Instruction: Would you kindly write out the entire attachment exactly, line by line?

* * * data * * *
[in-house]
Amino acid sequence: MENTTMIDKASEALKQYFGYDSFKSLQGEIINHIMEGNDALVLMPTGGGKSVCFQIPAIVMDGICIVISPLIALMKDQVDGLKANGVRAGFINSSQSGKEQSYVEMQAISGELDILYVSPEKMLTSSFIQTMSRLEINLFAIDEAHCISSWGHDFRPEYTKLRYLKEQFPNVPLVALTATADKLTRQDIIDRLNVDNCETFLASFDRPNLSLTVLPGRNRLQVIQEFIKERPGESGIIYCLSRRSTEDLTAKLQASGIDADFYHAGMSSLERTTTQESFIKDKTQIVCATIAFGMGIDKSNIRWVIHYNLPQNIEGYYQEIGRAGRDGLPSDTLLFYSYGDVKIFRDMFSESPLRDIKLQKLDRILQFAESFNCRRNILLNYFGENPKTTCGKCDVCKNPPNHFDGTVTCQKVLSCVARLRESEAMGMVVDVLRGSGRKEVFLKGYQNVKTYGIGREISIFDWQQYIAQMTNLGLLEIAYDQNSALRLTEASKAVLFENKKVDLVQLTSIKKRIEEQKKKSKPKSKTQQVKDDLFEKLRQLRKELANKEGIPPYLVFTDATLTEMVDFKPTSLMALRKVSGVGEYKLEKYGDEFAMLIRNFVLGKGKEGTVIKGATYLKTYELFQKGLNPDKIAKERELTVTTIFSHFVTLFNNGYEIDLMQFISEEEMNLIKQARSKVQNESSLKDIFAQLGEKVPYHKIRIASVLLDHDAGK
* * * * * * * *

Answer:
[in-house]
Amino acid sequence: MENTTMIDKASEALKQYFGYDSFKSLQGEIINHIMEGNDALVLMPTGGGKSVCFQIPAIVMDGICIVISPLIALMKDQVDGLKANGVRAGFINSSQSGKEQSYVEMQAISGELDILYVSPEKMLTSSFIQTMSRLEINLFAIDEAHCISSWGHDFRPEYTKLRYLKEQFPNVPLVALTATADKLTRQDIIDRLNVDNCETFLASFDRPNLSLTVLPGRNRLQVIQEFIKERPGESGIIYCLSRRSTEDLTAKLQASGIDADFYHAGMSSLERTTTQESFIKDKTQIVCATIAFGMGIDKSNIRWVIHYNLPQNIEGYYQEIGRAGRDGLPSDTLLFYSYGDVKIFRDMFSESPLRDIKLQKLDRILQFAESFNCRRNILLNYFGENPKTTCGKCDVCKNPPNHFDGTVTCQKVLSCVARLRESEAMGMVVDVLRGSGRKEVFLKGYQNVKTYGIGREISIFDWQQYIAQMTNLGLLEIAYDQNSALRLTEASKAVLFENKKVDLVQLTSIKKRIEEQKKKSKPKSKTQQVKDDLFEKLRQLRKELANKEGIPPYLVFTDATLTEMVDFKPTSLMALRKVSGVGEYKLEKYGDEFAMLIRNFVLGKGKEGTVIKGATYLKTYELFQKGLNPDKIAKERELTVTTIFSHFVTLFNNGYEIDLMQFISEEEMNLIKQARSKVQNESSLKDIFAQLGEKVPYHKIRIASVLLDHDAGK